Vol. LXV, No. 4
Wednesday, January 26, 2011
PERSONAL SERVICE: We are located in the Princeton University Store, but we are a full-service, family-owned pharmacy open to the public, says Donna Zagoreos, pharmacist at The Princeton Pharmacy. I especially enjoy helping people, and we try to make our service personal. You will see the same pharmacist when you come in, and we get to know you.
In an age of diminishing independently-owned stores and rapidly increasing chains, The Princeton Pharmacy, Princetons home town apothecary shop, is a reassuring presence.
We are the only independently-owned pharmacy in Princeton, says pharmacist Donna Zagoreos.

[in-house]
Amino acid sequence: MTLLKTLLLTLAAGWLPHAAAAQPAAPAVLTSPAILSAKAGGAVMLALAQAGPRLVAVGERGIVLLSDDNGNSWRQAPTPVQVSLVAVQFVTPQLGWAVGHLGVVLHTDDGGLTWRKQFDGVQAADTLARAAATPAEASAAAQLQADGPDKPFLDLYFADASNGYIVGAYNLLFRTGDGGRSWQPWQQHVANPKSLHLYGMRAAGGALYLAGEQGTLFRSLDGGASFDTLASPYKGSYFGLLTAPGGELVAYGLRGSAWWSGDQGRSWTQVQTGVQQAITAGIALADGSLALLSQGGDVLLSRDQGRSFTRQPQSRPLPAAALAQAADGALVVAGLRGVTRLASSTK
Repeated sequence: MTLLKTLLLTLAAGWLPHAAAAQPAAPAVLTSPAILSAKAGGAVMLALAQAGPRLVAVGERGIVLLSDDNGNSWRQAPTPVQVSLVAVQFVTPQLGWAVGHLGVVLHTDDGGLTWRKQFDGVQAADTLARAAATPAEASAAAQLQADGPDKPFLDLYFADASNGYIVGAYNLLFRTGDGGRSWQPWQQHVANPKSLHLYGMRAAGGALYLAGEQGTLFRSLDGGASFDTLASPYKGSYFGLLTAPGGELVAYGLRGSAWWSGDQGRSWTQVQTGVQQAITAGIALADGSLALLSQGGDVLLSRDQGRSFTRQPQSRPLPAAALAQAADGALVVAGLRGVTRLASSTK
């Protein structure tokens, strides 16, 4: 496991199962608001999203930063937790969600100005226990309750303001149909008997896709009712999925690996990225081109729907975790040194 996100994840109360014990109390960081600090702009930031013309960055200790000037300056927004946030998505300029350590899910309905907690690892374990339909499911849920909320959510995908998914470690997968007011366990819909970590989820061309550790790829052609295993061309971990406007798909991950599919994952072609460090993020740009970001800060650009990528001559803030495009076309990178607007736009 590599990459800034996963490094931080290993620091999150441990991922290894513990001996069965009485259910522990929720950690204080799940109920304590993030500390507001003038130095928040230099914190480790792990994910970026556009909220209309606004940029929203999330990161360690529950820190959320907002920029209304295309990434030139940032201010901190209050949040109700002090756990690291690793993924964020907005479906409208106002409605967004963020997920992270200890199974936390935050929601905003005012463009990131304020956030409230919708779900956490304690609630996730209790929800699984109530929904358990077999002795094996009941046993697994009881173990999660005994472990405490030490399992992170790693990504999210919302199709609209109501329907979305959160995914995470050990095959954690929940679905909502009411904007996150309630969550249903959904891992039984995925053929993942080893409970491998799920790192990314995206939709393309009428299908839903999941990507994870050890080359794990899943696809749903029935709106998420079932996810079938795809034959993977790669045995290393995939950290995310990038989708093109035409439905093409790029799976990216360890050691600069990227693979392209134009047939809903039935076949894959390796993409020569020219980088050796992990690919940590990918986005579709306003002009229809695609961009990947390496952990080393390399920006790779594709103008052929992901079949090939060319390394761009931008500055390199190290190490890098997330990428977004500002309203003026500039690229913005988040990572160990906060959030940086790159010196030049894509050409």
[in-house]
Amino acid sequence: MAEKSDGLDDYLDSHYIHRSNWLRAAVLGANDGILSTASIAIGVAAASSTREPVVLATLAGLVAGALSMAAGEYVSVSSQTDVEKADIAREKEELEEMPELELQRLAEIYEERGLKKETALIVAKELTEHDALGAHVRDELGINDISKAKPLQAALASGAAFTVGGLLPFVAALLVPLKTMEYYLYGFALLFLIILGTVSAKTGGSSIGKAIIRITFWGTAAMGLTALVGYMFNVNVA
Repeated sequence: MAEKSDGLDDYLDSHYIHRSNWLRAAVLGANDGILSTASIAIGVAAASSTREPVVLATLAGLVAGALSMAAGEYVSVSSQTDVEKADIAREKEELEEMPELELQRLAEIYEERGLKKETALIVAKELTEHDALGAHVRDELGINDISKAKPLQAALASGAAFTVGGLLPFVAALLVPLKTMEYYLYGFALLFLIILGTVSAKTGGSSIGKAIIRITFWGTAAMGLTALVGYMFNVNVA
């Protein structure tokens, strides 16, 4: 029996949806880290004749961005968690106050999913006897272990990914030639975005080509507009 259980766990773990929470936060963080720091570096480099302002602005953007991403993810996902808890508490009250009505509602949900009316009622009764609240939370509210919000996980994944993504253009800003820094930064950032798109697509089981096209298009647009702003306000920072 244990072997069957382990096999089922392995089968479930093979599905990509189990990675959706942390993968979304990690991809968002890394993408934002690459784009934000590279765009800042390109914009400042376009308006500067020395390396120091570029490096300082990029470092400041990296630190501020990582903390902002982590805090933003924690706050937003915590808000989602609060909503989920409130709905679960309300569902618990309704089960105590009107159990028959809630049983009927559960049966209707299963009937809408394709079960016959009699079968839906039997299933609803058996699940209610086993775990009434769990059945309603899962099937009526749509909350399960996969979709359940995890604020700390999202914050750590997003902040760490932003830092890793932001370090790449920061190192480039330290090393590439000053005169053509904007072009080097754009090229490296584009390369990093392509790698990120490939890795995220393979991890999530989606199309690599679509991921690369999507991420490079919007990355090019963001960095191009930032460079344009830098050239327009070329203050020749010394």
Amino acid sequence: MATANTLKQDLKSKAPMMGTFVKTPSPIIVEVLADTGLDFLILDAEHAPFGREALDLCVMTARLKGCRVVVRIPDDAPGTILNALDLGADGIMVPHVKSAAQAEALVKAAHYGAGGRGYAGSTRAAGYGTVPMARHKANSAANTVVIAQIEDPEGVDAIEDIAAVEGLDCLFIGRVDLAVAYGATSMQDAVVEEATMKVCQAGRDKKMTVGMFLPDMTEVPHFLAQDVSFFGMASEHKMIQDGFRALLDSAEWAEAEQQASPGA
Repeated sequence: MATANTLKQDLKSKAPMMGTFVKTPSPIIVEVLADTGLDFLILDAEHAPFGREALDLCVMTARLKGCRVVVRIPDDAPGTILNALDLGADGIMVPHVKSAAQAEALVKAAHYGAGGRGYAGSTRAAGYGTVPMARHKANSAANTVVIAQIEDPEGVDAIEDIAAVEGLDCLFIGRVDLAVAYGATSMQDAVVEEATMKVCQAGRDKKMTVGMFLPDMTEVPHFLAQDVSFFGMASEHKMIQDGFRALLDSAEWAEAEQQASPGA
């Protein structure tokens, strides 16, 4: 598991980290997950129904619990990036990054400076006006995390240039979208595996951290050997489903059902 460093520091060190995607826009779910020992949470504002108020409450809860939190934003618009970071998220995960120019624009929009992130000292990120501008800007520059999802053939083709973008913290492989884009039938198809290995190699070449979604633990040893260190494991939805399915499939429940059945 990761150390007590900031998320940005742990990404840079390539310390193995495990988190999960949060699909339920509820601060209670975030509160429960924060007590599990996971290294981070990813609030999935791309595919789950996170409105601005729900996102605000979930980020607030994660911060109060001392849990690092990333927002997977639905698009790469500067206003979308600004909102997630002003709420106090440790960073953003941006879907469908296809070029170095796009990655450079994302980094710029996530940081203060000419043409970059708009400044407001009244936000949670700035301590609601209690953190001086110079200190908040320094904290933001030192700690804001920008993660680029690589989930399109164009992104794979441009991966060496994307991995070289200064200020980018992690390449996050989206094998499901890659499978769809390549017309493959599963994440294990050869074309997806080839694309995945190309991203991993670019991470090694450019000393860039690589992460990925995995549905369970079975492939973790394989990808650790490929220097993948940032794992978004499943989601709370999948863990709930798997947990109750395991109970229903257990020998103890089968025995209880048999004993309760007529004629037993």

At one time, in the not so distant past, there were several independent pharmacies, as well as a variety of other independent establishments, but now, even in Princeton, they are quickly disappearing.
Located on the first floor of the Princeton University Store at 36 University Place, The Princeton Pharmacy opened in 1990, and has become a mainstay in town. Proprietor Steven Zagoreos also owns The McGrath Pharmacy in Lawrenceville and The Monument Pharmacy at the Henry J. Austin Center in Trenton.
These are true family businesses. Mr. Zagoreos son Bill is the pharmacist at McGrath, and daughter-in-law Donna Zagoreos is the pharmacist at The Princeton Pharmacy. A CCP (certified consultant pharmacist), Ms. Zagoreos is an expert in medicine interaction, as well as in long-term care, assisted living, and medications for the elderly.